by Dr. Hsien-Hsien Lei
Posted June 9, 2007 in DNA Testing, DNA and Disease, DNA and the Law, DNA in General, Polls About DNA
The US may soon be outlawing the use of genetic information to determine insurance eligibility but the debate still rages over at BMJ where biomedical ethics professor Richard Ashcroft supports the principles of the Genetic Information Nondiscrimination Act (GINA) while professor SÃ¸ren Holm does not. The UK currently has a moratorium on the use of genetic information for insurance underwriting but insurance carriers want to change this starting next year.
The question: Should genetic information be disclosed to insurers?
Prof. Ashcroft says “no” on the basis of unfair discrimination via potential misinterpretations of genetic information. He also argues that it’s a social injustice to punish those who’ve had the “ill luck” to inherit genetic mutations predisposing them to disease. (Of course, all of us carry genetic mutations predisposing us to disease and eventually, this will cease to be an issue.) The argument is that individuals with the bad luck to have disease-causing mutations deserve insurance even more because that’s what insurance is for – covering accidents.
Prof. Holm says “yes” to allow insurance companies access to genetic information because genetic information is no different from other data, such as pre-existing medical conditions or family history. He says that it is unfair to ask insurance companies to operate without a complete medical history since they need to be cost effective. (Although plenty of people withhold critical information precisely because they fear their premiums will skyrocket or they will be denied insurance completely.)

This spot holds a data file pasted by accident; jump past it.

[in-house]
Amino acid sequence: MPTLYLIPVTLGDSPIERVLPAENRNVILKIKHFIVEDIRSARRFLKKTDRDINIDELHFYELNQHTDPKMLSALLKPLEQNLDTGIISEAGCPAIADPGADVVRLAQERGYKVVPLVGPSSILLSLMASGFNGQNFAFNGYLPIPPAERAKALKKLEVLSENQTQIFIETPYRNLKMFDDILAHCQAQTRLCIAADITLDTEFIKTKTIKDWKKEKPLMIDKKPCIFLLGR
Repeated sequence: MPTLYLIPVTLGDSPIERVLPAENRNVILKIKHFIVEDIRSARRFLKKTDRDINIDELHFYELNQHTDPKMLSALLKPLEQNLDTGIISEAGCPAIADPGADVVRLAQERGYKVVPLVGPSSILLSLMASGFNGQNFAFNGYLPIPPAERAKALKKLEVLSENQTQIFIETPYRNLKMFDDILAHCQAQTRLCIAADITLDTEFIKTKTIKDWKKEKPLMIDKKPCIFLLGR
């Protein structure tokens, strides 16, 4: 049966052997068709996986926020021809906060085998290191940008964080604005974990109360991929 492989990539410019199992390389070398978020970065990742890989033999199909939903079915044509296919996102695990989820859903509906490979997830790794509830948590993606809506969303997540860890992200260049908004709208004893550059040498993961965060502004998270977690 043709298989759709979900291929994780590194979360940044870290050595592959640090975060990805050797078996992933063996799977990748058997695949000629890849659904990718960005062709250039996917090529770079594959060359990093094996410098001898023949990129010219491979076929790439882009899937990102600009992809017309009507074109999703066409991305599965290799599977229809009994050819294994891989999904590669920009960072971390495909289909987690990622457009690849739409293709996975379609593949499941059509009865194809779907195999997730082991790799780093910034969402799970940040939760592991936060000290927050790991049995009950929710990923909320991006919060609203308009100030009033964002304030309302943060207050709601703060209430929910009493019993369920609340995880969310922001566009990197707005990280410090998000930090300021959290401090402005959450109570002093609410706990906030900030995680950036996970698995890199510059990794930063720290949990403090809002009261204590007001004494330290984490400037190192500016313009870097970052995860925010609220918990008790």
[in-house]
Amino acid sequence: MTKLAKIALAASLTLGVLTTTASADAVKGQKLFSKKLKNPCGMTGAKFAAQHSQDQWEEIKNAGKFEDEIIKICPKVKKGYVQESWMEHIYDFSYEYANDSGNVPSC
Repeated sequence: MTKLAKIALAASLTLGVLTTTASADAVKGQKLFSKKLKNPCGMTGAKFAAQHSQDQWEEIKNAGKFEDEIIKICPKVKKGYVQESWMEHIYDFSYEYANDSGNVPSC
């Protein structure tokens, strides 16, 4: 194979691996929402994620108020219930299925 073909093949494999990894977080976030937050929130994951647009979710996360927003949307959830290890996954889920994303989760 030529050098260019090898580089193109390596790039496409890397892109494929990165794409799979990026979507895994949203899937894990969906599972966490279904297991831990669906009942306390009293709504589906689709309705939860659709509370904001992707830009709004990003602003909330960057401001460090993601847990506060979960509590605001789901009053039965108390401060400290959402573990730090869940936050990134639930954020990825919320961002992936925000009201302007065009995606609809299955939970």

I say “no” to making genetic information widely available to insurers because information on my genes is not just about me. My genetic profile can give information about family members as well, especially my parents, siblings, and children.
Knowing the gene variant you carry could make it possible to infer those carried by your relatives as well. This situation is particularly clear-cut for diseases that are caused by a single dominant gene with 100% penetrance (the presence of the disease gene always causes the disease). Huntingtonâ€™s disease is one example. If a currently healthy person tests positive for the gene causing Huntingtonâ€™s disease, it is easy to figure out that the gene was inherited from the parent with the positive family history. This parentâ€™s positive status can then easily be inferred from the childâ€™s positive result.
What’s worse, asking for genetic information for one purpose can cause problems in other ways. Family turmoil ensues if the parent had not wanted to know if s/he carried the disease gene, preferring instead to take life day-by-day never knowing if or when the disease might strike. And what about when testing can reveal secrets about family relationships that would have never been known before? Fathers, mothers and children, or sisters and brothers may turn out not be biologically related or perhaps related more closely than previously thought.
How would you answer the question? Take the poll below:
Genetic Testing and Health Insurance in the New York Times...
Victory for Genetic Information Nondiscrimination Act (GINA)...
Genetic Information Nondiscrimination Act (GINA) Nears Unanimous Consent Passage in U.S. Senate...
Eye on DNA Links – June 12, 2007...
Using Disposable Income for Genetic Tests...
State Laws Governing Genetic Discrimination...
Eye on DNA Links – June 21, 2007...
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